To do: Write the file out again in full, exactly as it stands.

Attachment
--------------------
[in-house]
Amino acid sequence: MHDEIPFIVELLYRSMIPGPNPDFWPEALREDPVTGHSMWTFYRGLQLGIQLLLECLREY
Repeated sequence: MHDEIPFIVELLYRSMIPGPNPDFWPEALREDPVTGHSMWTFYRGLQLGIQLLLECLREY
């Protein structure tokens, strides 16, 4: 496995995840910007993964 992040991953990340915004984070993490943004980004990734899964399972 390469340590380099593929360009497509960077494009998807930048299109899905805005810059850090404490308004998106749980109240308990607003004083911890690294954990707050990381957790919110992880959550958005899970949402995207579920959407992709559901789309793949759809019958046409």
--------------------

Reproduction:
[in-house]
Amino acid sequence: MHDEIPFIVELLYRSMIPGPNPDFWPEALREDPVTGHSMWTFYRGLQLGIQLLLECLREY
Repeated sequence: MHDEIPFIVELLYRSMIPGPNPDFWPEALREDPVTGHSMWTFYRGLQLGIQLLLECLREY
């Protein structure tokens, strides 16, 4: 496995995840910007993964 992040991953990340915004984070993490943004980004990734899964399972 390469340590380099593929360009497509960077494009998807930048299109899905805005810059850090404490308004998106749980109240308990607003004083911890690294954990707050990381957790919110992880959550958005899970949402995207579920959407992709559901789309793949759809019958046409």